For Able2UK: “Even back then, I suspected that most people had misconceptions about learning disability, and that fiction and poetry could help to subvert them. Have you ever assumed that, deep down, a sibling must inevitably resent his sister or brother with learning disabilities? That the life of someone with learning disabilities must be overwhelmingly bleak and is therefore deserving of pity? That families who raise their disabled child at home are somehow saintly in their powers of endurance?” Read full story here.
For Foyles: “Even now, learning disability is under- and misrepresented in the media. Most people with such disabilities still face great opposition from family and state if they try to forge romantic and sexual relationships. Young people with disabilities are three to four times more likely to be sexually abused than their non-disabled peers and disability hate crime rose last year by 41%. These are troubling indicators that we have yet to learn the lessons of the past.” Read full story here.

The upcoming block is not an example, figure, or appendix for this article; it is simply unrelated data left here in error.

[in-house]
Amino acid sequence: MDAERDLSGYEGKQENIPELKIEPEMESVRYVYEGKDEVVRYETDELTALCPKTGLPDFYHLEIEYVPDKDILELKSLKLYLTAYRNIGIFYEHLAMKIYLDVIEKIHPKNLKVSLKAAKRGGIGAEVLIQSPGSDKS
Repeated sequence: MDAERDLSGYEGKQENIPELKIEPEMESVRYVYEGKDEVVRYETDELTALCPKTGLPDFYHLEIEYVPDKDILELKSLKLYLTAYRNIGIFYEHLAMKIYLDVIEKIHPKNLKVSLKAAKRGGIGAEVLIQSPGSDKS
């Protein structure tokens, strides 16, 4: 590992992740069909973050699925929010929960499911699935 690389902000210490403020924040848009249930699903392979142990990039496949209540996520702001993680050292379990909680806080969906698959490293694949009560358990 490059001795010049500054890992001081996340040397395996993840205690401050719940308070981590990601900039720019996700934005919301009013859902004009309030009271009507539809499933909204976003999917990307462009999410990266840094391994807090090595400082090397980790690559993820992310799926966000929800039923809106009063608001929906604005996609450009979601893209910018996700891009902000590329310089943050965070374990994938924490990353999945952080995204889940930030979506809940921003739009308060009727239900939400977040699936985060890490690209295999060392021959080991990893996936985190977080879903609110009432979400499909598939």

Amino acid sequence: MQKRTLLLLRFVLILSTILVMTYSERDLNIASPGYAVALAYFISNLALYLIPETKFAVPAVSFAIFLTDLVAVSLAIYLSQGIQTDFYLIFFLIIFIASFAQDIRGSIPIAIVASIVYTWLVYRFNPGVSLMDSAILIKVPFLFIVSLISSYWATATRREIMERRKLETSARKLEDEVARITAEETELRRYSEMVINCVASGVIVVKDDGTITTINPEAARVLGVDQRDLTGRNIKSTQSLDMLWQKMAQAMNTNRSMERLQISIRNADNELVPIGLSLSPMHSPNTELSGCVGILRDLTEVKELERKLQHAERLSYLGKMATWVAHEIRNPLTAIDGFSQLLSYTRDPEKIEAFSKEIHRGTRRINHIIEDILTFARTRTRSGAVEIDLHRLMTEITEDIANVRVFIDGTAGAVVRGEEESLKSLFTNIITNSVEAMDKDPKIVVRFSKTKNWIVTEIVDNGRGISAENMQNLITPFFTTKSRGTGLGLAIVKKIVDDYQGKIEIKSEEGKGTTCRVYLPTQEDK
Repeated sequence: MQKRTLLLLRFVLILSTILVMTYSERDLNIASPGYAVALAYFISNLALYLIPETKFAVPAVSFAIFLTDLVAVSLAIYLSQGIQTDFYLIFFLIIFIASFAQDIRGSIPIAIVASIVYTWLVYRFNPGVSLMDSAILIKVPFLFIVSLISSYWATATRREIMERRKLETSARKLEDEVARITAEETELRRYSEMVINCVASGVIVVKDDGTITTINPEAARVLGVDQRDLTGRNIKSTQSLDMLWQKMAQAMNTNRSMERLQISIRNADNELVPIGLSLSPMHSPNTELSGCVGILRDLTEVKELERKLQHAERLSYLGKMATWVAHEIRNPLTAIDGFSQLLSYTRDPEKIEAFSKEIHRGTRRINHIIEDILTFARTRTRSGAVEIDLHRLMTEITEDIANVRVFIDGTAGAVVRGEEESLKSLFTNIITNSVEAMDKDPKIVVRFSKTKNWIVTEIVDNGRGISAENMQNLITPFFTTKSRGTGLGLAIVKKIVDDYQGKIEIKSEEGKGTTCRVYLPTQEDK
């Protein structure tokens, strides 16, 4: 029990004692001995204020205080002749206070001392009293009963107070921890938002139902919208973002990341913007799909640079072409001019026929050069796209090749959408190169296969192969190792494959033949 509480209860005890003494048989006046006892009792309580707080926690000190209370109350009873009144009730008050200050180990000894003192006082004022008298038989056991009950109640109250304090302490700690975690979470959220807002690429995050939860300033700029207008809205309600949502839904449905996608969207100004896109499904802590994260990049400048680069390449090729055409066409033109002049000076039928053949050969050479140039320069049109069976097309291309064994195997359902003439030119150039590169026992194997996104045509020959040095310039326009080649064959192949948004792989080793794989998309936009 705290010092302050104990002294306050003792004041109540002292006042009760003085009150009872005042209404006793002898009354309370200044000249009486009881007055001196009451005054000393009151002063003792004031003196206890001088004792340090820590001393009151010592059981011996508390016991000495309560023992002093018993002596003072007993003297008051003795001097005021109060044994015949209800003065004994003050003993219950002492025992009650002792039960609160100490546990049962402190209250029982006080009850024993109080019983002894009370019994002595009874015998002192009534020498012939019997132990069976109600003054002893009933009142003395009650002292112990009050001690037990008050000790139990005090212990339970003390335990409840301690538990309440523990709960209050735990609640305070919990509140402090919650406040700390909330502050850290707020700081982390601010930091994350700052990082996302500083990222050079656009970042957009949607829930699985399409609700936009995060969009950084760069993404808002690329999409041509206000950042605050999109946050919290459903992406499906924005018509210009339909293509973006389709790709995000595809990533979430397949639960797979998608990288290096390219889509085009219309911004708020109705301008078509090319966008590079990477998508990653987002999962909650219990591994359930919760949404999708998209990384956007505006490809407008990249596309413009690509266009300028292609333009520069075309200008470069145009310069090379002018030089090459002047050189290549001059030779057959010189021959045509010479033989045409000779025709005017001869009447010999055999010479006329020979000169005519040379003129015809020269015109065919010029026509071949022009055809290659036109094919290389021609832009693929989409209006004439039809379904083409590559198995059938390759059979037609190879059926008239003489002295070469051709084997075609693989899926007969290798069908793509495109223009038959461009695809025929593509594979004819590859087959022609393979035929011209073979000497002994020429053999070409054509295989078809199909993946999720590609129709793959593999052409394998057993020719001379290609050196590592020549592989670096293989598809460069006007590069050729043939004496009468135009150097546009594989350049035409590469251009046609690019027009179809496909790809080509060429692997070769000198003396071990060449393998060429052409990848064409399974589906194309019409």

Finally, I have been getting to speak about disability – a subject very close to my heart. Swift on the heels of the London Launch, I hosted an ‘in conversation’ with the hilarious Kathy Lette at Berkhamstead’s beautiful Art Deco cinema, The Rex. I was joined on stage by two trainees from Sunnyside Rural Trust – a social enterprise that offers work experience to people with learning disabilities and autism. Together we interviewed Kathy about her novel The Boy Who Fell to Earth, which was inspired by her autistic son. We all had such a hoot.
Coming up, there’s the Northern launch this Thursday at the Williamson Art Gallery.
Later this month I have a joint Q&A at Segrue Books of Radlett with Jem Lester, author of Shtum, which was inspired by his autistic son.
And next month I’ll be reading at Margate Bookie festival.
On August 1st, I’ll be talking on BBC Radio 4’s Woman’s Hour about growing up with a sister who has disabilities: the hilarity that competes with the heartache; the benefits that can outweigh the drawbacks.
More details on all of these appearances soon.